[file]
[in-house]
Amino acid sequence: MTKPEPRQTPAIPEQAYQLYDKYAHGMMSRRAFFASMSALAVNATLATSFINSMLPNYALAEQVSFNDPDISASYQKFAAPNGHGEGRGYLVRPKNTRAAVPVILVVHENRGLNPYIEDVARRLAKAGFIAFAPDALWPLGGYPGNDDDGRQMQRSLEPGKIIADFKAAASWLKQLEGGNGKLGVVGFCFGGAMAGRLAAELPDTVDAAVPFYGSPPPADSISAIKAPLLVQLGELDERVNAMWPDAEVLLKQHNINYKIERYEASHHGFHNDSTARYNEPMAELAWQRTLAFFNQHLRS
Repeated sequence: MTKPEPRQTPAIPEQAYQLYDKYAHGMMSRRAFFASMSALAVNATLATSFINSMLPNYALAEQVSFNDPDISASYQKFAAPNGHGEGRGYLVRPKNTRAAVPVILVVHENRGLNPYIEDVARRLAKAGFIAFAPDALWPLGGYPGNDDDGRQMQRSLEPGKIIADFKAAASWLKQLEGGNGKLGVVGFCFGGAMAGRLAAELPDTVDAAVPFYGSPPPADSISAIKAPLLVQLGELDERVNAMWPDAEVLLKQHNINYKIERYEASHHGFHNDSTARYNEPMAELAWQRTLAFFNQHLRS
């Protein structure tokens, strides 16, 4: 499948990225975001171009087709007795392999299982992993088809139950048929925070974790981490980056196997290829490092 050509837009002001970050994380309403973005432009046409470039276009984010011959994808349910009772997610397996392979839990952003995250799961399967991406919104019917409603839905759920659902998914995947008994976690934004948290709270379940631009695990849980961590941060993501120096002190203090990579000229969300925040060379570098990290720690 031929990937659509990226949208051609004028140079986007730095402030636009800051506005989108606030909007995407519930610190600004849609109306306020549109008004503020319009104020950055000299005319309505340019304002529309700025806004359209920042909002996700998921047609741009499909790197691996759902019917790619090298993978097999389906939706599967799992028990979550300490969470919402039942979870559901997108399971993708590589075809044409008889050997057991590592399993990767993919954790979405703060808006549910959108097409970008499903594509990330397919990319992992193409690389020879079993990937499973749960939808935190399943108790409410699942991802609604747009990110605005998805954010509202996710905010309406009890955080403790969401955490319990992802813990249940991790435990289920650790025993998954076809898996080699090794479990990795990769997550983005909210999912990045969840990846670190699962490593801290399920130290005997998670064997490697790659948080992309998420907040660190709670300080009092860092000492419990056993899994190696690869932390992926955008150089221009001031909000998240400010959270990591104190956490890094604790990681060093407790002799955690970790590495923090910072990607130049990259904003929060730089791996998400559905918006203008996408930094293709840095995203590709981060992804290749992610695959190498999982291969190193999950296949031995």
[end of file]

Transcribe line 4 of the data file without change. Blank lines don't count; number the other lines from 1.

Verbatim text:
């Protein structure tokens, strides 16, 4: 499948990225975001171009087709007795392999299982992993088809139950048929925070974790981490980056196997290829490092 050509837009002001970050994380309403973005432009046409470039276009984010011959994808349910009772997610397996392979839990952003995250799961399967991406919104019917409603839905759920659902998914995947008994976690934004948290709270379940631009695990849980961590941060993501120096002190203090990579000229969300925040060379570098990290720690 031929990937659509990226949208051609004028140079986007730095402030636009800051506005989108606030909007995407519930610190600004849609109306306020549109008004503020319009104020950055000299005319309505340019304002529309700025806004359209920042909002996700998921047609741009499909790197691996759902019917790619090298993978097999389906939706599967799992028990979550300490969470919402039942979870559901997108399971993708590589075809044409008889050997057991590592399993990767993919954790979405703060808006549910959108097409970008499903594509990330397919990319992992193409690389020879079993990937499973749960939808935190399943108790409410699942991802609604747009990110605005998805954010509202996710905010309406009890955080403790969401955490319990992802813990249940991790435990289920650790025993998954076809898996080699090794479990990795990769997550983005909210999912990045969840990846670190699962490593801290399920130290005997998670064997490697790659948080992309998420907040660190709670300080009092860092000492419990056993899994190696690869932390992926955008150089221009001031909000998240400010959270990591104190956490890094604790990681060093407790002799955690970790590495923090910072990607130049990259904003929060730089791996998400559905918006203008996408930094293709840095995203590709981060992804290749992610695959190498999982291969190193999950296949031995």